Remarkable to watch, this very young orchestra, with some members clearly no more than 12 or 13, stayed right there with the mature professionals across an edgy, challenging piece of music. It also provided them an opportunity to play additional instruments, like the marimba among the percussion, and even the tinkling chimes of a celesta. The amount of dedication and rehearsal necessary must be enormous, for those participating in what are essentially after school commitments. And the performance from every member of the orchestra was excellent.
The second half of the program consisted of something I have always wanted to see performed live, Brahms’ Symphony No. 4, in E minor (Op. 98)
Sweeping and romantic at the start, with wisps of reeds floating on a breeze of sighing violins, it grows tall with trumpets before returning to repeated interplay between the strings and woodwinds, melancholic and bordering on the tragic. The second movement is ushered in by the horns, and then a plodding plucking of strings like a horse cart climbing its way further into the mountains sets the mood for the pensive woodwinds. The horns return with unhurried pomp, like plump clouds, or perhaps the Alps themselves frowning down on the clarinet and flute fluttering below. All so very Austrian, even after the strings awake to saw their way down to the ballrooms and courtyards of Vienna. But then, Brahms wrote it while sojourning in an alpine village.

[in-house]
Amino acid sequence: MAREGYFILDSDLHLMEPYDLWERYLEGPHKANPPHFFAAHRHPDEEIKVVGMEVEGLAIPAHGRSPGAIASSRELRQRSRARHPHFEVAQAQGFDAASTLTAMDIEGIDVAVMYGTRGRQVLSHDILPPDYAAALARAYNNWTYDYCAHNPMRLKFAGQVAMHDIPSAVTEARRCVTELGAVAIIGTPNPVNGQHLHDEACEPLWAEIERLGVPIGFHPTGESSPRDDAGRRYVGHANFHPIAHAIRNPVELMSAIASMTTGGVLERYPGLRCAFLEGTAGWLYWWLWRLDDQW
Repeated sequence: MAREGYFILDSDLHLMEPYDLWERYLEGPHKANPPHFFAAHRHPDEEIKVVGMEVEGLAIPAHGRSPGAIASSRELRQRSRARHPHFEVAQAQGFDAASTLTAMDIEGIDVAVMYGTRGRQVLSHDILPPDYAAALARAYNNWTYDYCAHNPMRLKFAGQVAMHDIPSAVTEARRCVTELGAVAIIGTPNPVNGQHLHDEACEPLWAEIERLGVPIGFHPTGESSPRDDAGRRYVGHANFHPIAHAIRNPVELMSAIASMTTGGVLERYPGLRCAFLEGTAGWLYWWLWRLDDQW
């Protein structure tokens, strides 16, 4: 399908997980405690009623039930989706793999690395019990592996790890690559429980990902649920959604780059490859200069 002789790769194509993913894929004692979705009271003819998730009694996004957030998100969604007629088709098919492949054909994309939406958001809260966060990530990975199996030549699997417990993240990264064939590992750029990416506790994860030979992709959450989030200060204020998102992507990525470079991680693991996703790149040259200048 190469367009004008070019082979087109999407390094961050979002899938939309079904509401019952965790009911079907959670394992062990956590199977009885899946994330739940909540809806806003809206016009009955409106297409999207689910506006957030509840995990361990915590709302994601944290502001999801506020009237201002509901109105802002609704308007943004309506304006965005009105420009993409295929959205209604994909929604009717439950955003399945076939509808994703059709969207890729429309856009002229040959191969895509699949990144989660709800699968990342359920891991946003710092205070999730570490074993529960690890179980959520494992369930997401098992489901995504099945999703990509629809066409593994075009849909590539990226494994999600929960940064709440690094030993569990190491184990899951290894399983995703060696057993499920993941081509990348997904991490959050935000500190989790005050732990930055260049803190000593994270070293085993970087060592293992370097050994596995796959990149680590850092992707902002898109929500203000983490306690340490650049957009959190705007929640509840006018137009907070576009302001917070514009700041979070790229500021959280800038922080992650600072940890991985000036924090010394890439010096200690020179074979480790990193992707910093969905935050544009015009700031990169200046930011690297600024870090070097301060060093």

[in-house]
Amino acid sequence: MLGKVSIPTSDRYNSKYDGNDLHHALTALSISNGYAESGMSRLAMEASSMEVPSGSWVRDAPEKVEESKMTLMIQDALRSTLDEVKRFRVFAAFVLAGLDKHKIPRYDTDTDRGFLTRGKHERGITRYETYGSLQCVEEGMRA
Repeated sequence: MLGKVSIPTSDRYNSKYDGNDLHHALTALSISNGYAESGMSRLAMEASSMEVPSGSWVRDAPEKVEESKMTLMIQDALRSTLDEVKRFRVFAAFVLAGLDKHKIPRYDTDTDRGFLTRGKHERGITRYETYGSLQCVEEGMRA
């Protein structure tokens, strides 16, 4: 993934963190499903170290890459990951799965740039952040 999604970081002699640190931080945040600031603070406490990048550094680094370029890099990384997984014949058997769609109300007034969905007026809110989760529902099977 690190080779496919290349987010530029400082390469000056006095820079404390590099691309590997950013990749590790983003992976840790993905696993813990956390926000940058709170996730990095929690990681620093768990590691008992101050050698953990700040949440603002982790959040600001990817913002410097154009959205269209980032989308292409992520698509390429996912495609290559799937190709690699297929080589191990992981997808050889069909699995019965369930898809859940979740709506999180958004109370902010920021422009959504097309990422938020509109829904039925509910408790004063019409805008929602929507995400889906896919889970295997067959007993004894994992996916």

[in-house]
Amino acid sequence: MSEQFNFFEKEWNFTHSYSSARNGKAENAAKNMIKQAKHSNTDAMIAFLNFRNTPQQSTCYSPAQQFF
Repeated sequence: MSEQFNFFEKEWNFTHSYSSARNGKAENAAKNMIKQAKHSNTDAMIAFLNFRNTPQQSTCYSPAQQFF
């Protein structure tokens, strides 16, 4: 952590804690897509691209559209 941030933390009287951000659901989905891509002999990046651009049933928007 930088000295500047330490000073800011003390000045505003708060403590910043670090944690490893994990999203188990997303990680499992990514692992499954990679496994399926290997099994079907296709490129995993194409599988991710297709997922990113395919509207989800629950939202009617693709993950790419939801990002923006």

The regal third movement with its uplifting signature theme from the brass and the leaping fiddles proved every bit as thrilling as I had hoped. And the final movement of bass and timpani-driven passion was set off very well by the sensual interludes between the principal flute, clarinet, and oboe, at times overlapping as they sustain and tumble downward, with almost Beethoven sonata-like moments, and a chorus of trombones offered a grounded presence, when not punctuating the rousing crescendos leading up towards the final rush to the ending precipice. Most satisfying.
Musical Director Gersen deserves considerable acknowledgement for finding eclectic music that will challenge and expand the experience of these young musicians, and for leading the orchestra to achieve such a successful performance. They are all to be congratulated. But I should mention by name Joseph Morag on violin, Shaquille Southwell, clarinet, Rachel Susser, flute, Liam Boisset, oboe, and Aron Szanto on cello. And special mention goes to Ayden Michael Khan, the percussionist deftly handling the timpani and chimes. But from my box, I also thoroughly enjoyed watching the young man on the contrabassoon, an unsung hero if there ever was one.
NYYS performances are highly recommended as a stirring and affordable cultural experience for all ages.
And that is one man’s word on…
New York Youth Symphony at Carnegie Hall, March 2, 2014
More information on the NYYS can be found at their website http://www.nyys.org/ including ticket information for their upcoming Jazz Orchestra concert at Lincoln Center on March 10, featuring guest hornman Terell Stafford, and the chamber music concert at Symphony Space, April 23.